Broker Pleads Guilty to Fraud in Magna Case : Thousand Oaks: Herbert Stone has agreed to cooperate with the government. It is not clear whether he will testify against his co-defendants.

TIMES STAFF WRITER

One of four defendants accused of stock fraud in a criminal indictment involving Magna Technologies, a defunct Thousand Oaks company, pleaded guilty in federal court in Los Angeles on Monday.

Herbert Stone, a former securities broker who made a market in Magna's stock, pleaded guilty to one count of conspiracy, seven counts of securities fraud and four counts of wire fraud. Each of the 12 counts carries a maximum penalty of five years in prison. Sentencing is scheduled for Oct. 1.

Stone is currently serving a two-year sentence in federal prison for stock manipulation unrelated to Magna.

Two of Stone's co-defendants, Robert Victor, a former Magna shareholder, and Robert Gutstein, an Agoura Hills plastic surgeon and Magna's former chairman, have pleaded not guilty to the charges and are scheduled to go to trial Nov. 27. Assistant U.S. Atty. John Walsh said Stone "has agreed with the government to cooperate," but it hasn't yet been determined whether he'll testify against Victor and Gutstein.

A fourth defendant, Jacob Rubenstein, a shareholder and principal promoter of Magna, remains at large.

Victor is a convicted felon formerly known as Robert Viggiano. He was referred to in police reports from the investigation of ZZZZ Best, the defunct Reseda carpet cleaning company, as "a reputed member of the Colombo organized crime family." During the securities fraud trial of ZZZZ Best founder Barry Minkow, defense attorneys said Victor, a ZZZZ Best shareholder, used threats and violence to force Minkow into the fraud.

Victor was never charged with a crime relating to ZZZZ Best. Minkow was convicted in 1988 of 57 counts of fraud.

The Magna indictment charged the co-defendants with 42 counts of conspiracy, and securities, wire, bank and tax fraud. Rubenstein, Gutstein, Stone and four others were also accused of manipulating Magna stock in a related civil suit filed by the Securities and Exchange Commission in 1987.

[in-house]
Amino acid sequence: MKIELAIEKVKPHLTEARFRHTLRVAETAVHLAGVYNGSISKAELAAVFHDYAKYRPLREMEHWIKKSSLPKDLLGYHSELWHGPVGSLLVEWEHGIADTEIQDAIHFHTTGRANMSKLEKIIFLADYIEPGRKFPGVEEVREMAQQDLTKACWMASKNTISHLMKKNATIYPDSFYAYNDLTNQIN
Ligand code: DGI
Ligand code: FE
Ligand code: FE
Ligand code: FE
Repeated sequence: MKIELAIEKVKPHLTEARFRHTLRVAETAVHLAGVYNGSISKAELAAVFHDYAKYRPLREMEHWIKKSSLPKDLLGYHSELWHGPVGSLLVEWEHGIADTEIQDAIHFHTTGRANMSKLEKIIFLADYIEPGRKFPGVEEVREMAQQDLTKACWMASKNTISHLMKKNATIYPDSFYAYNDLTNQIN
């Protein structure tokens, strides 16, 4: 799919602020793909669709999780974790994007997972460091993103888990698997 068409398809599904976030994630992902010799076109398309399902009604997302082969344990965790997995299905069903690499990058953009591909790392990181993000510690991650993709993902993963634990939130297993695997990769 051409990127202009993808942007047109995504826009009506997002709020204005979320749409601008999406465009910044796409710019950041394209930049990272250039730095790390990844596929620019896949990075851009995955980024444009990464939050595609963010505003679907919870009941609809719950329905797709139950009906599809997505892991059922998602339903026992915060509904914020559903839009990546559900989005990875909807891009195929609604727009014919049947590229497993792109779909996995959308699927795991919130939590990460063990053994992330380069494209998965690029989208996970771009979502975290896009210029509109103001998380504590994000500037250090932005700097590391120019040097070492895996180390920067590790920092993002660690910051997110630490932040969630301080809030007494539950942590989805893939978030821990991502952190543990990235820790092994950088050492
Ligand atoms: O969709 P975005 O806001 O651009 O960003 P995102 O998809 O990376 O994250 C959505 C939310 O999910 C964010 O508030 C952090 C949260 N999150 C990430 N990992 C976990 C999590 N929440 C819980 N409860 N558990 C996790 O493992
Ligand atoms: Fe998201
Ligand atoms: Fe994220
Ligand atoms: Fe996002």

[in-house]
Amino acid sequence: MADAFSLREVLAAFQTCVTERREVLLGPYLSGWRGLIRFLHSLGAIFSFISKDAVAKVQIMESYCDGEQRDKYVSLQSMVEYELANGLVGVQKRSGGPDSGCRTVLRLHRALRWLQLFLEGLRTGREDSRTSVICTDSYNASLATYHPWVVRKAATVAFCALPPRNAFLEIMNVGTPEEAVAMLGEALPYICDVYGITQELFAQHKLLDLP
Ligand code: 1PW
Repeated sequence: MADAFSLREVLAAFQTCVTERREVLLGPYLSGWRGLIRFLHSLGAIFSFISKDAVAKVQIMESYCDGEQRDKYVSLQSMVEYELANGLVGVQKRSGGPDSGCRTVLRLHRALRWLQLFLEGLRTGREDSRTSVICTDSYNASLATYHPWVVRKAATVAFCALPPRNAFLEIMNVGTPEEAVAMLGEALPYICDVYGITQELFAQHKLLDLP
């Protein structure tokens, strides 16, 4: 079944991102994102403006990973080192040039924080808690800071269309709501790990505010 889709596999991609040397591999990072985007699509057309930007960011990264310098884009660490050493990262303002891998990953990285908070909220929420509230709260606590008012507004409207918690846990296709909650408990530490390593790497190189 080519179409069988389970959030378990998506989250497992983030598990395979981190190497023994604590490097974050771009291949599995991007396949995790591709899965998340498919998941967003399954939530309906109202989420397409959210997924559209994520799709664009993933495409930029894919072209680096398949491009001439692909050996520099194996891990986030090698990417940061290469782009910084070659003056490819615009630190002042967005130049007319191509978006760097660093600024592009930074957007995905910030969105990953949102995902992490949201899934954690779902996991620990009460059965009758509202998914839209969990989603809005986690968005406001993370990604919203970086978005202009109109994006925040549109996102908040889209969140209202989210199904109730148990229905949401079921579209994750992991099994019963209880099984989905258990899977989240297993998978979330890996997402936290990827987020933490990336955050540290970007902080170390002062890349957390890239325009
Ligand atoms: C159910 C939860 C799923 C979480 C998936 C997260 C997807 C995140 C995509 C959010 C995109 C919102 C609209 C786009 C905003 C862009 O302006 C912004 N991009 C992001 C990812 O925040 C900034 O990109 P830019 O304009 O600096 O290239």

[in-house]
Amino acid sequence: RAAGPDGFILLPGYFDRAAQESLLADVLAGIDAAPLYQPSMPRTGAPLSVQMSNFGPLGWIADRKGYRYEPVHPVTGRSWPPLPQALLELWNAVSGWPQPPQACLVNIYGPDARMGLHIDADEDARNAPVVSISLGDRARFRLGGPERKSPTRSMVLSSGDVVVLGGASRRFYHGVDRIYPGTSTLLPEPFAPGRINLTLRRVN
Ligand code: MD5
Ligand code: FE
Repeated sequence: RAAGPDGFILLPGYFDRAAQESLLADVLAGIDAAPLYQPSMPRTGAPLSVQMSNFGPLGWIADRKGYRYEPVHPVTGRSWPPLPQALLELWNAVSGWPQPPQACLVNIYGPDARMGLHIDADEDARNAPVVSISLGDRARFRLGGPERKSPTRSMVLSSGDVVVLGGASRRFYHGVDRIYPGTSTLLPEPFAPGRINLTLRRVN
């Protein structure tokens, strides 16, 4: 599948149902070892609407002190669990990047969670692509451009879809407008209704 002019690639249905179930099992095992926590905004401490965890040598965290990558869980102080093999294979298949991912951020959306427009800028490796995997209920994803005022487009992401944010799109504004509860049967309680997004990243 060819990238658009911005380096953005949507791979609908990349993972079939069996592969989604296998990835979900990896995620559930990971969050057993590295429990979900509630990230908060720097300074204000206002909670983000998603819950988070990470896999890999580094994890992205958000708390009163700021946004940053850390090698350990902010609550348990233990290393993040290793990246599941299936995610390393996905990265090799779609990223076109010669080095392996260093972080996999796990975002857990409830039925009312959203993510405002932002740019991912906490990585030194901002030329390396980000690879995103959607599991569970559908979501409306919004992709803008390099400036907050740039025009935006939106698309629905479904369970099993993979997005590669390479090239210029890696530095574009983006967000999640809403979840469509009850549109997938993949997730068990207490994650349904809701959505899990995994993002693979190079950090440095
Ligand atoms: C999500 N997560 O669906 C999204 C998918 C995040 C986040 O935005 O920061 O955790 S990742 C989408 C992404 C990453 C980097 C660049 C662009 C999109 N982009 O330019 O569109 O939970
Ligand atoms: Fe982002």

The defendants entered summary judgments in the civil suit, agreeing to stop the activities cited in the suit without admitting or denying guilt.

The indictment said that in 1985 Magna was merged with Bashney Biscuit, a bankrupt, publicly traded corporation, thereby creating freely traded Magna stock without registering the stock with the SEC.

The defendants then carried out a scheme to artificially inflate Magna's stock price, the indictment said. The company once boasted that it acquired the rights to such offbeat products as a flexible pouch for carrying liquids, a battery-operated "stun gun," a device to aid sexually impotent men and a hand-held, battery-operated "pain reliever."

The government said no products were produced by Magna during the period named in the indictment.

The indictment also said the defendants enlisted the aid of friends and relatives who set up accounts at brokerage firms to trade in Magna stock. Using these accounts, the defendants drove the stock price up using tactics such as "wash sales," in which a person buys and sells the same block of stock, "matched sales," which involves two people trading the same block of stock, and "free-riding," a technique of placing orders for stock without intending to pay for them, the indictment said.

From March to September, 1985, Magna's stock climbed from 50 cents a share to $9.50 before collapsing. The indictment said the defendants made more than $1 million through sales of Magna stock.

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